Robert Machoian’s The Killing of Two Lovers opens on the quaking face of its central father David, played with aimless despair by Clayne Crawford, as he stands over the sleeping bodies of his estranged wife and her new boyfriend. He aims a gun at them with unsure and impulsive hands, but quickly sneaks off and runs to his father’s home, seemingly terrified of the violence he was considering. As we watch his next days, horrific personal violence always looms as an option, like the fog that hangs over his desolate mountainside town.
But what Machoian leaves us with is an understanding of his main character that’s even more sparse than the landscape that surrounds him. David has split with his wife Nikki (Sepideh Moafi) and feigns amiability to the terms of their trial period, but is enraged at every turn. He gets angry navigating his time with their children, he gets angry after his mandated date nights with Nikki, and he gets angry at any sight of her boyfriend on the horizon. He takes that mounting aggression out on a boxing dummy (first with his fists and later with his pistol), but even at the film’s slim length, it begins to feel like it’s being taken out on the audience.
Being placed inside such claustrophobic rage wouldn’t present such a near unbearable problem if we were offered some dimension to David’s state of mind. The Killing of Two Lovers is neither intuitive of or interested in the psychology that produces a man like David, nor does it seem to be all that interested in something deeper than the surface of his frustrations. As a study of masculinity shattered when ideals of nuclear units are broken, it accepts the face value of David’s situation. Even tender shades, like David’s attempts to connect to his teenage daughter or timidly singing a song he’s written about Nikki, fall flat with cliches. But as a study of an average man’s capacity for violence when faced with despair, such flatness becomes deeply frustrating. For the film, it’s simply natural that violence be a regular consideration for David; to not explore why that is true feels partly irresponsible, but mostly dull.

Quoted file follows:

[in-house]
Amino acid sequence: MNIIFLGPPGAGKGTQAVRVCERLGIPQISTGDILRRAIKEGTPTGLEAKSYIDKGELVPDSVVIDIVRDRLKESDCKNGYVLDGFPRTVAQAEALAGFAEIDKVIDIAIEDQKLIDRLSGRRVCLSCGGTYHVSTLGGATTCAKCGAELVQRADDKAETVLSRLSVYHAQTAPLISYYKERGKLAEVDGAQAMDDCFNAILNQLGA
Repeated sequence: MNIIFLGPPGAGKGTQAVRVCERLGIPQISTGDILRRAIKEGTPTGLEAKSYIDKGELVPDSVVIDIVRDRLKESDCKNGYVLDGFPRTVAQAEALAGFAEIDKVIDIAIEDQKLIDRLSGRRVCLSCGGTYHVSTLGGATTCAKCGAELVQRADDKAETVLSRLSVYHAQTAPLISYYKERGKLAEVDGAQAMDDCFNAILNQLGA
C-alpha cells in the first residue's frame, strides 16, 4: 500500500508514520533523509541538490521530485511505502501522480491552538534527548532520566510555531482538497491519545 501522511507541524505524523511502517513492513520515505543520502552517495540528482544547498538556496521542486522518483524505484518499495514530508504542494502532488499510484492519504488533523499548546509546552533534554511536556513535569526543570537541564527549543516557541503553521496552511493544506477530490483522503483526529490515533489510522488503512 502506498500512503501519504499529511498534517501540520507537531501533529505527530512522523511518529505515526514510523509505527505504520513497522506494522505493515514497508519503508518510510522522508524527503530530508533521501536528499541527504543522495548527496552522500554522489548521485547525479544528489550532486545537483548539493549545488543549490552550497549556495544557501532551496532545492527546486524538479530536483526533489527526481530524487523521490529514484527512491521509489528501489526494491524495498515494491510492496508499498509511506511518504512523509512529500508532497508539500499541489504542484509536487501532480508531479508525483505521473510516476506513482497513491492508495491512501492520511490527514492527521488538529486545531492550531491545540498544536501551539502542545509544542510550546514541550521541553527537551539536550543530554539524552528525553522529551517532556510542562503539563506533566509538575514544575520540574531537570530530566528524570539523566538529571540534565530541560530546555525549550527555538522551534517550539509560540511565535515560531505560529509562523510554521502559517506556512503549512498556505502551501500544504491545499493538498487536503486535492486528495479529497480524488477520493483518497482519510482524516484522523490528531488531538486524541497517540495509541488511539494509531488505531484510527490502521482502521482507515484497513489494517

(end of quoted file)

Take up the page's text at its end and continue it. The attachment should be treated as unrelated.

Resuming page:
Machoian attempts to churn tension with long takes and a paranoid soundscape, and the film is nothing if not meticulously crafted. But the film’s narrative is never as formidable as his devices, making for a jarring distance between his brooding mise en scène and underdeveloped characterization. There is promise in the director’s ability to hone a mood from storytelling table scraps, but human drama isn’t built on tone alone. In this case, it results in a film that leaves a different taste in your mouth than it thinks it does, one that makes for a different kind of horrific end than promised by the threat of violence. An exercise in futility, but not defined enough to be called nihilistic or even condemning, The Killing of Two Lovers can’t vibe its way into an interesting character study.